Top 10 Most Iconic Small Cars
Ask a hundred car enthusiasts to list their most revered small cars and you’ll get a hundred different answers! At Leasing Options we love cars of all shapes and sizes, but there's always special place for those iconic little motors that have ferried families around for the last century or so. To celebrate those little pocket rockets we've delved deep and put together a little collection of our favourites, the top 10 iconic small cars.
Ford Model T - 1908
110 years ago, Henry Ford changed motoring forever with the production of the Model T Ford. 15 million cars were produced in 20 years, making it the longest production run of any automobile model in history. The car was designed for everyday use by ordinary people and had 22-horsepower, a four-cylinder engine and could reach 40mph. The model eventually ceased production in the late 1920’s after Americans longed for a more stylish and luxurious car.
VW Beetle - 1934
The Beetle concept was designed by Ferdinand Porsche in 1934 after Adolf Hitler wanted to solve Germany’s unemployment issue by building special roads and mass-producing a car that everyone could afford. Hitler’s requirements for the car included a top speed of 62mph, the space to transport two adults and three children, an engine that could achieve 32mpg and a price tag below £86. Five years later only a few vehicles had been built but at the start of World War II in 1939 manufacture ceased, mass-production didn’t start until the Allied occupation. The styling was inspired by the streamlined shapes of nature- specifically a Beetle, hence the name.
Fiat 500 - 1957
Known as the ‘Cinquecento’, the Fiat 500 was introduced in 1957. It was designed as a functional, cheap and economical town car for post-war Italy. At just 9 feet long, the Fiat was one of the first ‘city cars’, selling almost 4 million from launch. Low maintenance costs and a low retail price earned it ‘the people’s car’ name, soon making the Fiat 500 a motor that many other manufacturers wanted to copy and develop their own version from.
Austin Mini Minor - 1959
The first Austin Mini rolled off the production line in 1959 being developed as a result of the petrol shortage in the 1950’s. The Austin Mini was the best-selling British car for the next 40 years, and had a production run of about 5.5 million cars, changing the landscape of affordable family motoring. The iconic Mini without a doubt shot to fame for its starring role in the ‘Italian Job’, where it was driven by Michael Caine. Since then, the rise in popularity of the mini hasn’t shown any sign of stopping!
Renault 5 - 1972
The first generation Renault 5 arrived just before the Fiesta allowing it the chance to gain a foothold in the UK market, and it also proved popular across Europe. There's more than a touch of retro-futurism about the vehicle's shape, with more sloping lines than you'd expect to see on a small car, particularly round the back. The quirky design continued inside where a dash-mounted gearstick featured, although this was dropped on later versions for a more conventionally placed knob.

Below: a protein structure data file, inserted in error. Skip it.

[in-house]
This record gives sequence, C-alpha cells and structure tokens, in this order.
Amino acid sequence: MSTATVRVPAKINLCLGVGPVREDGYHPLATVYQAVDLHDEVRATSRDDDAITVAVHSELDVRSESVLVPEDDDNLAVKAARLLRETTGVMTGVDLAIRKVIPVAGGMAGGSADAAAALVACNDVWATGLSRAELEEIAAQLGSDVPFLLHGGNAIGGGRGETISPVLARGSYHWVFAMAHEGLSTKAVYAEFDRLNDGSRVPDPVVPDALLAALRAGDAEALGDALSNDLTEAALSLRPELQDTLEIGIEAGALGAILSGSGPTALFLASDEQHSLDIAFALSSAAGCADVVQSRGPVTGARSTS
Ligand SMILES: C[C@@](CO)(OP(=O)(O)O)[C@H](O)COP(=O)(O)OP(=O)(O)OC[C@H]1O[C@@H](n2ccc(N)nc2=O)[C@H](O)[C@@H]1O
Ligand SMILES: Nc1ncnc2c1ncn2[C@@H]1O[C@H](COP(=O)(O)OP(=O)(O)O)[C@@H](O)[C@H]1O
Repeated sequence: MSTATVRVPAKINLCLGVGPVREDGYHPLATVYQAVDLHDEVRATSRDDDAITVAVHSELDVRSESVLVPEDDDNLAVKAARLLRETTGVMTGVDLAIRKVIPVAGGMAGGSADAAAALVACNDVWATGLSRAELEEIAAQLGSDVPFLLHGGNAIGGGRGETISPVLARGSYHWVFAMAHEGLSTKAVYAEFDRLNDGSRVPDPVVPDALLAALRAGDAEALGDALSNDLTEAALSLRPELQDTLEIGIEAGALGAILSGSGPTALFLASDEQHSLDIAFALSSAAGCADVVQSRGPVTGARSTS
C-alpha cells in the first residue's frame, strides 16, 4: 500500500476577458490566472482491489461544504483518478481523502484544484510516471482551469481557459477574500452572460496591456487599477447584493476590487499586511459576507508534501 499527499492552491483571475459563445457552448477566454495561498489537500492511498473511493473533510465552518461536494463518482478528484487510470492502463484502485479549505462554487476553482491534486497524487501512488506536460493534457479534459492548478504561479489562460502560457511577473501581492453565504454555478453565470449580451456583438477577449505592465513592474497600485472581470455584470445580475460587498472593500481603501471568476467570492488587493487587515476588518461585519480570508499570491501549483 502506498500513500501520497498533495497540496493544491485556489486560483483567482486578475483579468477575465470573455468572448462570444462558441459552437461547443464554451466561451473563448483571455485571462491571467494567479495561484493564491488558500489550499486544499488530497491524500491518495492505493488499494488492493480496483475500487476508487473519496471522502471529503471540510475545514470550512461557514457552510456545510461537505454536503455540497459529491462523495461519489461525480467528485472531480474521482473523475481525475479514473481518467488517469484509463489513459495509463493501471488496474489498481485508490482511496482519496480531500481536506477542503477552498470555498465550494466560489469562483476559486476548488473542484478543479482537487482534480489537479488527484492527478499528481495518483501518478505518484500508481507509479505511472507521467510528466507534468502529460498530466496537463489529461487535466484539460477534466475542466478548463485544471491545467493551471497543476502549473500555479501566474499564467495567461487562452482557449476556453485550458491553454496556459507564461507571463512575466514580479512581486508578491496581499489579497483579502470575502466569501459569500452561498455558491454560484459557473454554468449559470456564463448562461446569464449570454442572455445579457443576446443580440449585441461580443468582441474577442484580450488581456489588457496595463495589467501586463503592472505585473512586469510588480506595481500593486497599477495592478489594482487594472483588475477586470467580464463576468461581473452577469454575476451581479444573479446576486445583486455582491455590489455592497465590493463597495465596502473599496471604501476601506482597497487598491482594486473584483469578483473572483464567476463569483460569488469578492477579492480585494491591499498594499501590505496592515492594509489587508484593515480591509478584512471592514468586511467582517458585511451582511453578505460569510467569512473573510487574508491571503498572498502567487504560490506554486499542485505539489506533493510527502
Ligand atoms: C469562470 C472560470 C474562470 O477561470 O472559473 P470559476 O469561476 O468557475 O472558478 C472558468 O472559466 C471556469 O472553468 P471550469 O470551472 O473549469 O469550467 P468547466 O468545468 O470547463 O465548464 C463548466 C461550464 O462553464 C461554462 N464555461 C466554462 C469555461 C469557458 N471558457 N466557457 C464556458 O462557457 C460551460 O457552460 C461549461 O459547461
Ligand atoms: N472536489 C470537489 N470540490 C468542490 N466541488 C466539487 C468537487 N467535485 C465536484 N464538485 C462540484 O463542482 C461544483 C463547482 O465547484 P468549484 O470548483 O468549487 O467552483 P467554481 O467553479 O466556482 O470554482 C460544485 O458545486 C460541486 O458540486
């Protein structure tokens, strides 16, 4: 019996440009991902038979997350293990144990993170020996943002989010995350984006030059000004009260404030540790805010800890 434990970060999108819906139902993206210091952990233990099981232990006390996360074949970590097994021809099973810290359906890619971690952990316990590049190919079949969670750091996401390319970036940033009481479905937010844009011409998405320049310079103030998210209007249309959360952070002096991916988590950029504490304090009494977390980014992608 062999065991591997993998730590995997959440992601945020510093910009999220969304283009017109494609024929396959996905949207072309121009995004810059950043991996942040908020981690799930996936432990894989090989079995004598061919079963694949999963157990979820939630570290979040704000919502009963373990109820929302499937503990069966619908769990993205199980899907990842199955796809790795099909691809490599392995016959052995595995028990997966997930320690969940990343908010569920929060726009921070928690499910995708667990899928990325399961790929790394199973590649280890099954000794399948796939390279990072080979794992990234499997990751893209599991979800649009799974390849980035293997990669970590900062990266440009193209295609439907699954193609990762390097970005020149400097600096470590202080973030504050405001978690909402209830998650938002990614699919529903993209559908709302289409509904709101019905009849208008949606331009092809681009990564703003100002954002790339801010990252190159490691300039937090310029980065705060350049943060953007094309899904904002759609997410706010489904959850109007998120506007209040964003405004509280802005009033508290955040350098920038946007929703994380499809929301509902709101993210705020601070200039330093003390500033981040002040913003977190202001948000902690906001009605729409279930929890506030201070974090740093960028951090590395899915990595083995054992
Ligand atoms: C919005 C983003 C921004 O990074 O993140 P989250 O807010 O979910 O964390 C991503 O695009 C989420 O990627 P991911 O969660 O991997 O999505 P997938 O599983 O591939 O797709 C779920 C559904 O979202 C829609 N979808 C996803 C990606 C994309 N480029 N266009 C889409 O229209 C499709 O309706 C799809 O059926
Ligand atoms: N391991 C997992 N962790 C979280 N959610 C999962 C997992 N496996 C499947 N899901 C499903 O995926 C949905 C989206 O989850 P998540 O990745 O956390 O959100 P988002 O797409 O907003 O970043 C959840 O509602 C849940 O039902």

VW Golf Mark 1 - 1974
The VW Golf Mark 1 was designed to replace its predecessor, the Beetle, and made its debut at the Frankfurt motor show in 1975. The car was labelled as the ‘fastest Volkswagen ever’ with a 1588cc engine, aerodynamic add-ons to increase downforce and a sporty interior. The Golf GTI and GT models were fitted with a 1.6-litre engine, amongst other performance enhancing components which resulted in the car reaching 0-60 in an impressive 9 seconds! The Golf’s success story didn’t end there either of course, the most recent seventh-generation model is one of the most popular cars in Europe.
Fiesta XR 2- 1976
The 1973 oil crisis shook up the global car market, prompting manufacturers to look at developing smaller, more economical cars. The Fiesta’s wide range of specifications to choose from made each model unique to its owner, which many argue was a major contributing factor to its success with 1 million units being sold in just 4 years. Seven years later and the second-generation Fiesta was born. The main changes were cosmetic, making the body rounder and sharpening up the interior.
Peugeot 205 - 1983
The 205's disctinctive three stripe grille made it stand out from the crowd straight away, and even to this day the car is instantly recognisable. That sporty style language was never deviated from in the car's 15 year production run and the design influenced other Peugeot models for years to come - some say the 205 saved the brand from obscurity. A GTI model followed a year later in 1984 and is regarded by many as one of the best hot hatches ever made, last year one sold for over £38k at auction!
Fiat Uno - 1983
Another car from the class of '83, the Uno pipped the 205 the European Car of the Year and proved hugely succesful throughout its lifetime. After production ended you could pick one up for peanuts and it proved the perfect first car for people who learnt to drive around the time of the millenium, consequently I've rattled around in a fair few Unos in my time. It was also one of the last few cars to feature a manual choke, something almost certain to confound today's new motorists!
Vauxhall Nova - 1983
Clearly 1983 was a big year for little cars. The Opel Corsa was marketed in the UK as the Vauxhall Nova and sold extremely well throughout its lifespan, despite looking particularly dated when production came to an end in 1993. The replacement car adopted the European name and the Vauxhall Corsa moniker has, of course, stuck to this day. LIke it or loathe it, that boxy shape and oversized plastic bumper is about as eighties as it gets when it comes to small cars.